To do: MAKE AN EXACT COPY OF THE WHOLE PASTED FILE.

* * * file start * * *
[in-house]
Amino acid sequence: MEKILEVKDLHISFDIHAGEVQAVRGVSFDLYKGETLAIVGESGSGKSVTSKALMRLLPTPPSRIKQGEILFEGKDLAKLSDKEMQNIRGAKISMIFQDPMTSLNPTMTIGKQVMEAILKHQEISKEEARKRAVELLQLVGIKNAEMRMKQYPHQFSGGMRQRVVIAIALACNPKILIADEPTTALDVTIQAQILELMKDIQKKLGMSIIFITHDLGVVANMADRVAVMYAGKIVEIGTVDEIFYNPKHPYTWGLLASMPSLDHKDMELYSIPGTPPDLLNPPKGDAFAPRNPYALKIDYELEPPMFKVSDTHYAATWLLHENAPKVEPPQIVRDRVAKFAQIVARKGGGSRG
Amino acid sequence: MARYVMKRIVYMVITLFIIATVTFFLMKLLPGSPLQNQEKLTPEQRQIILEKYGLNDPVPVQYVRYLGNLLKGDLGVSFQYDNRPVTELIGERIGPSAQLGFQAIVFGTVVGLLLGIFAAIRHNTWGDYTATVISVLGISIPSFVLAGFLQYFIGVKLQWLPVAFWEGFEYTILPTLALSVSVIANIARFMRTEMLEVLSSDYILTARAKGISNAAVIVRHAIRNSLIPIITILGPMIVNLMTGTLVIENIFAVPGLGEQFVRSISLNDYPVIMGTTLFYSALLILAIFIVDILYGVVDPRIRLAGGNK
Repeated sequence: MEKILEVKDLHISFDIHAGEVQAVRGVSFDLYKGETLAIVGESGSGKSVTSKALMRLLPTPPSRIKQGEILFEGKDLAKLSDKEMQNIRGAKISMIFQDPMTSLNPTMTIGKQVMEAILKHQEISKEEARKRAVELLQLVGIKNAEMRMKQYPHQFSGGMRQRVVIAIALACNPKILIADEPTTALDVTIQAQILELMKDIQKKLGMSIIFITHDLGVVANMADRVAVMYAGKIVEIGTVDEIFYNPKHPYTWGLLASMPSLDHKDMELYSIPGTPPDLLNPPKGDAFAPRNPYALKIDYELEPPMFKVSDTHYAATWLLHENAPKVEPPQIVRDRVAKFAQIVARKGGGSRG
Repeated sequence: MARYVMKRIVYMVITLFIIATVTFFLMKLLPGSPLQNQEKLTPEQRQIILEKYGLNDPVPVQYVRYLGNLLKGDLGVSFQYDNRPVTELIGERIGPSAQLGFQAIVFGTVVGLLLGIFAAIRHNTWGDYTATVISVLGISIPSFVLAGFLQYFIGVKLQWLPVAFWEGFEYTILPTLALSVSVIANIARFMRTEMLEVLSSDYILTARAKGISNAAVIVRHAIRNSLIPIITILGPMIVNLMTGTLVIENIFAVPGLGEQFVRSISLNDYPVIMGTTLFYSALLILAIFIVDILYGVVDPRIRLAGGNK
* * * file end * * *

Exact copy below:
[in-house]
Amino acid sequence: MEKILEVKDLHISFDIHAGEVQAVRGVSFDLYKGETLAIVGESGSGKSVTSKALMRLLPTPPSRIKQGEILFEGKDLAKLSDKEMQNIRGAKISMIFQDPMTSLNPTMTIGKQVMEAILKHQEISKEEARKRAVELLQLVGIKNAEMRMKQYPHQFSGGMRQRVVIAIALACNPKILIADEPTTALDVTIQAQILELMKDIQKKLGMSIIFITHDLGVVANMADRVAVMYAGKIVEIGTVDEIFYNPKHPYTWGLLASMPSLDHKDMELYSIPGTPPDLLNPPKGDAFAPRNPYALKIDYELEPPMFKVSDTHYAATWLLHENAPKVEPPQIVRDRVAKFAQIVARKGGGSRG
Amino acid sequence: MARYVMKRIVYMVITLFIIATVTFFLMKLLPGSPLQNQEKLTPEQRQIILEKYGLNDPVPVQYVRYLGNLLKGDLGVSFQYDNRPVTELIGERIGPSAQLGFQAIVFGTVVGLLLGIFAAIRHNTWGDYTATVISVLGISIPSFVLAGFLQYFIGVKLQWLPVAFWEGFEYTILPTLALSVSVIANIARFMRTEMLEVLSSDYILTARAKGISNAAVIVRHAIRNSLIPIITILGPMIVNLMTGTLVIENIFAVPGLGEQFVRSISLNDYPVIMGTTLFYSALLILAIFIVDILYGVVDPRIRLAGGNK
Repeated sequence: MEKILEVKDLHISFDIHAGEVQAVRGVSFDLYKGETLAIVGESGSGKSVTSKALMRLLPTPPSRIKQGEILFEGKDLAKLSDKEMQNIRGAKISMIFQDPMTSLNPTMTIGKQVMEAILKHQEISKEEARKRAVELLQLVGIKNAEMRMKQYPHQFSGGMRQRVVIAIALACNPKILIADEPTTALDVTIQAQILELMKDIQKKLGMSIIFITHDLGVVANMADRVAVMYAGKIVEIGTVDEIFYNPKHPYTWGLLASMPSLDHKDMELYSIPGTPPDLLNPPKGDAFAPRNPYALKIDYELEPPMFKVSDTHYAATWLLHENAPKVEPPQIVRDRVAKFAQIVARKGGGSRG
Repeated sequence: MARYVMKRIVYMVITLFIIATVTFFLMKLLPGSPLQNQEKLTPEQRQIILEKYGLNDPVPVQYVRYLGNLLKGDLGVSFQYDNRPVTELIGERIGPSAQLGFQAIVFGTVVGLLLGIFAAIRHNTWGDYTATVISVLGISIPSFVLAGFLQYFIGVKLQWLPVAFWEGFEYTILPTLALSVSVIANIARFMRTEMLEVLSSDYILTARAKGISNAAVIVRHAIRNSLIPIITILGPMIVNLMTGTLVIENIFAVPGLGEQFVRSISLNDYPVIMGTTLFYSALLILAIFIVDILYGVVDPRIRLAGGNK